Turkey’s Very Long Night

A coup d’etat leaves the Turkish government with a lot of pressure to uphold democratic values

When I think of Turkey, several thoughts come to my mind – a prominent European state, with a population that is built overwhelmingly of Muslims, of scorching sun gracing ancient European architecture, but it never involves the words: “coup d’etat.”. But that is what almost happened on July 15. That particular night in Turkey this year, was a whole lot about slashing democratic processes in the state, plenty of foiled attempts to keep the ugly side of politics intact, which basically involves a lot of regular shredding of peaceful ideals, and creating an atmosphere of chaos that breeds fear.

A foiled coup d’etat in Turkey

Kurdish militants and ISIS have been behind some of the most horrendous attacks on Turkey recently, which has managed to bring into question how stable can Turkey really be these days? Turkey is an ally of the United States of America, and a member of NATO, but the environment in Turkey is no different from the kind common in the Gulf. Some of the torturous crimes in the coup d’etat involved invasion of television studios, firing at crowds, shelling of the parliament building, killing of many people, and the raiding of a hotel in Marmaris – President Recep Tayyip Erdogan, was formerly staying at that hotel in the seaside town.

The whole event can be looked upon as a failed operation to topple power in the nation, in the midst of Erdogan attempting to reassert his control once more. Erdogan has taken this moment as a sign that there is a need to restructure the country’s army. John Kerry and President Obama issued statements at the heels of the military debacle but responses to the big question about democratic processes (because of repeated foiled attempts of staging a successful coup) in Turkey still remains vague. Obama urged all parties in the nation to cooperate and support Erdogan’s government, and it is obviously the general idea that the U.S. government is strictly against any kind of use of force to shift the face of power in Turkey.

The coup poses serious questions about Turkey’s democracy

Concerns have been raised over NATO’s biggest nuclear arsenal located in the south of Turkey because it is getting in the way of the American bombing campaign against ISIS, on a base in the south. Despite the political struggles this episode may bring in the future, the U.S. government is positioned to expect democratic processes prevailing in Turkey. In response to the coup d’etat, Erdogan has removed many soldiers, civil servants etc. believed to be connected to the coup, alongside many Ministry of Education workers, and vigorously, with a lot of determination, asked for the resignation of plenty of university deans.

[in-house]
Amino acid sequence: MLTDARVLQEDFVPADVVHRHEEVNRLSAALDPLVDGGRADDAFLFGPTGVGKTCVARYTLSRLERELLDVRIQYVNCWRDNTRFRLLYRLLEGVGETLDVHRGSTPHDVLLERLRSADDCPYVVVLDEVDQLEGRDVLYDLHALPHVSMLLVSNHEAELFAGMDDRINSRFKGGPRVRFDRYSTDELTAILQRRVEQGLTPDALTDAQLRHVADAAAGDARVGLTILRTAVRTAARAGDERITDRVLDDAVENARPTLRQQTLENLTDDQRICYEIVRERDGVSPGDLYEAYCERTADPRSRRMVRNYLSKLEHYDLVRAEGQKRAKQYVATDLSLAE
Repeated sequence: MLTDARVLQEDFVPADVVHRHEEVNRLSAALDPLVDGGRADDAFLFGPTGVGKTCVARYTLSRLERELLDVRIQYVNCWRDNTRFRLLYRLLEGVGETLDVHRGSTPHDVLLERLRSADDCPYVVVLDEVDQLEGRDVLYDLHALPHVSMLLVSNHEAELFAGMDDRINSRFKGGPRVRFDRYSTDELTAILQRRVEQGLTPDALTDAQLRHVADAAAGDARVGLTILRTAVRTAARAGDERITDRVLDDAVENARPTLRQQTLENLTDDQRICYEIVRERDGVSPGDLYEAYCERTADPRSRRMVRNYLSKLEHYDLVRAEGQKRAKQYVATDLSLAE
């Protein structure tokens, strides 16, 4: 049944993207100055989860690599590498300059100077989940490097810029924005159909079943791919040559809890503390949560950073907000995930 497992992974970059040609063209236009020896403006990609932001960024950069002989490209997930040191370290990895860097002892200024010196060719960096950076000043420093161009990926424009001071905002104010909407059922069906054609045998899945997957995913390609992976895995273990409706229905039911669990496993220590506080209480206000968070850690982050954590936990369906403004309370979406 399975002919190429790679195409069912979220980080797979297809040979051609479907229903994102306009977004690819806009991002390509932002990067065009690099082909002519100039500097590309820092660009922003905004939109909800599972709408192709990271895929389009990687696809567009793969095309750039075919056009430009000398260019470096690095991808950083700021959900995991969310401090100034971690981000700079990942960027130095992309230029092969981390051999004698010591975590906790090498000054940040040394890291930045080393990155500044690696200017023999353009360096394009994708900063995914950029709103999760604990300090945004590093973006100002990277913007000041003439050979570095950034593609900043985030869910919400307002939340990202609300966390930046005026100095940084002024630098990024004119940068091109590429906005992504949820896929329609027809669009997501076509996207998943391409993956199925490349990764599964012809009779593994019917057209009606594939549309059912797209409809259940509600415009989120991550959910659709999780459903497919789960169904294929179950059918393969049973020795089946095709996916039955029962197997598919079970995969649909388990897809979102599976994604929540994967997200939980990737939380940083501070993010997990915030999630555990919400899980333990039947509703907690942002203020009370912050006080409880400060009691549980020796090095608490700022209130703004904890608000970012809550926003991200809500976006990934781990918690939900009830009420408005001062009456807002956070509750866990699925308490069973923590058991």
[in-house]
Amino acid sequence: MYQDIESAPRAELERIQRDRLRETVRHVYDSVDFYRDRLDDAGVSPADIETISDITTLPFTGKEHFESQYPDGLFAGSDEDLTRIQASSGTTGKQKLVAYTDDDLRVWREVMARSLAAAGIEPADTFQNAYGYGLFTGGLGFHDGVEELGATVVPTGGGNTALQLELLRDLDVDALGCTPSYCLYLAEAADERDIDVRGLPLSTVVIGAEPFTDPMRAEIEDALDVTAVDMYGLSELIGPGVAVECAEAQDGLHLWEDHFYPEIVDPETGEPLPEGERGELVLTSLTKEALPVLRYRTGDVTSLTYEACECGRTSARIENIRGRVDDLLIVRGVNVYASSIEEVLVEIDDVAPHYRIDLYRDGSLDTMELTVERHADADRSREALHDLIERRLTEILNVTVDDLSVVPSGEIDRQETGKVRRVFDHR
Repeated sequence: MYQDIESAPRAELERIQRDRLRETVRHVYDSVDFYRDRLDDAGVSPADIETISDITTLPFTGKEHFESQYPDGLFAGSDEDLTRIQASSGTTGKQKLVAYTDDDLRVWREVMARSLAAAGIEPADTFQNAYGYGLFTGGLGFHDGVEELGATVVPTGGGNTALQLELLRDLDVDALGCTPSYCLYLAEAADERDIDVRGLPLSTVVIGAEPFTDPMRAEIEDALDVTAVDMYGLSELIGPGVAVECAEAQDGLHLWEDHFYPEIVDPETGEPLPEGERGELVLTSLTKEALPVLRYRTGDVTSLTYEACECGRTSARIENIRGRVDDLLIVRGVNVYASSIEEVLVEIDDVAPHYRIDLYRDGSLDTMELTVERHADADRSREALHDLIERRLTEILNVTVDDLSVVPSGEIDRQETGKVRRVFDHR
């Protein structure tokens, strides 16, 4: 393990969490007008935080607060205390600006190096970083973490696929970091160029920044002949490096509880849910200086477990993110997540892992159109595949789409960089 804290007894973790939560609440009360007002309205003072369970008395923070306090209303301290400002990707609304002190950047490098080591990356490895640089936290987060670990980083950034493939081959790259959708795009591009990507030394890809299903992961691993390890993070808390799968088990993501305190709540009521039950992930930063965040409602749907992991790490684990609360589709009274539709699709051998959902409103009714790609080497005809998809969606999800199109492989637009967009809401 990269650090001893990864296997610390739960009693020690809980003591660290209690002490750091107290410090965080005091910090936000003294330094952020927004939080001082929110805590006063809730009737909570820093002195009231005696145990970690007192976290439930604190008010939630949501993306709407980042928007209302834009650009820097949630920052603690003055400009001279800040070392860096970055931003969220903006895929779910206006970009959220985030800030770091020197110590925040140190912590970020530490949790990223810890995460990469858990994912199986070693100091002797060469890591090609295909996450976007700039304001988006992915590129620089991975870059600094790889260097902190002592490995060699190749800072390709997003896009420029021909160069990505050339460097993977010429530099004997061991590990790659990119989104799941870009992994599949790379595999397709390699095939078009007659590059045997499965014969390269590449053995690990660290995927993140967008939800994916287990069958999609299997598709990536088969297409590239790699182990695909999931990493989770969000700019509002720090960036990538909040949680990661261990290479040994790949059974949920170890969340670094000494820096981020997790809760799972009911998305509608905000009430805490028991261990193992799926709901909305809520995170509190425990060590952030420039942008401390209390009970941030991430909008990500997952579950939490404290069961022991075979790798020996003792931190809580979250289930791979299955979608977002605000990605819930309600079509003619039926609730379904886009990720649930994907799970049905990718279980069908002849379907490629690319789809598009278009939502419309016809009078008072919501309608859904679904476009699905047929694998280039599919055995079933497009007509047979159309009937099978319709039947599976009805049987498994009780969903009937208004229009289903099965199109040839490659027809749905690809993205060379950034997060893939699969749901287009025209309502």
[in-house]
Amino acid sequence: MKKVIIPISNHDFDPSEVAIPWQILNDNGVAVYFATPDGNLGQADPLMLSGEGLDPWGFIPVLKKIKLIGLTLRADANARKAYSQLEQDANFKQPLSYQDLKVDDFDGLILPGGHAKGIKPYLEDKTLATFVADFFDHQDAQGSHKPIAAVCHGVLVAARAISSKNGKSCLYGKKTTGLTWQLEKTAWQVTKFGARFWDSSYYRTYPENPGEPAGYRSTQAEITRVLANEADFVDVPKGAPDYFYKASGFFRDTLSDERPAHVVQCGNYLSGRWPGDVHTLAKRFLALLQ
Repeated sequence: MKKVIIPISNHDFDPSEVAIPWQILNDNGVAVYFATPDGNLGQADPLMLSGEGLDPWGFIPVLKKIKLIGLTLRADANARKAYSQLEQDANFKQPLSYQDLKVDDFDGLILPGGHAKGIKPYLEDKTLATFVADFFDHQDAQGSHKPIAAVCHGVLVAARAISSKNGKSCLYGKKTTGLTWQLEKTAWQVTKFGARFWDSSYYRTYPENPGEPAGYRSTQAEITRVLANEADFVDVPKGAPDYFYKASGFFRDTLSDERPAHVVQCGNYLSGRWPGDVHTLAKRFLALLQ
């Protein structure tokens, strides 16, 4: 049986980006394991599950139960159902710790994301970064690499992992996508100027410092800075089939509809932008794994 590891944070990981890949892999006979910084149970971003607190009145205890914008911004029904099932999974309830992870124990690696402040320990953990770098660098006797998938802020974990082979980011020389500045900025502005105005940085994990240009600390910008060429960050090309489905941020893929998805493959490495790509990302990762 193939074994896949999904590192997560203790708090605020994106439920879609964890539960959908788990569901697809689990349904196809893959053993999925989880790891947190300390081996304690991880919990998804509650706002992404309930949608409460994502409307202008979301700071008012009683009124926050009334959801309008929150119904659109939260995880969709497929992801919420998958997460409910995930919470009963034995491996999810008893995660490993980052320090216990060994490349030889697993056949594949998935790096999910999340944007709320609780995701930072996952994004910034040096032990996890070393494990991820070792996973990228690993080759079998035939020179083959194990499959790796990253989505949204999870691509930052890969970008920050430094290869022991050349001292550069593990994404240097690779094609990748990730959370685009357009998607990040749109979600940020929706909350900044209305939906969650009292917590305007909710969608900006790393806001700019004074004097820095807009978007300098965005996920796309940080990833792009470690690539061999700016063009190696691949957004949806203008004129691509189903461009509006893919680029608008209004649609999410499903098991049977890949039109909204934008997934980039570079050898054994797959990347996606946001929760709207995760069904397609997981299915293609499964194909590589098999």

Turkey is momentarily hosting the tag of a “three-month state of emergency” and Erdogan has cracked down so tough because for the coup, he almost lost his office, and if the raiding episode in his hotel is anything to go by, then Erdogan might even have lost his own life. The coup has demonstrated unification in Turkey, which is a rare sight because even some who were against the government put up a united front, and it was an extremely long night of protests and fights to stave off attacks on national democracy.

Recep Tayyip Erdogan has promised effective (and better) responses to governance, in the aftermath of the coup in Turkey

People in Turkey are looking to Erdogan to join with them in this unification because on the night of the coup, people defended the Turkish government and put up a united front with it. The government now needs to avoid the cracking open of separate factions in Turkey by participating in meaningful actions to keep Turkey secure and safe in the future. Turkey is also loosening probable access for refugees, as part of an agreement with the EU, earlier this year. If democratic processes and human rights conditions go smoothly in Turkey, then Turkish people can obtain visa-free travel across Europe, granted by the European Union. European democracies seem all set to push for a non-liberal approach to governance, when it comes to the migrants issue, despite the argument that the numbers are small, and this change contrasts with the previous outlook for the states involved, but it’s still a very welcoming thought.

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Author: Osmi Anannya

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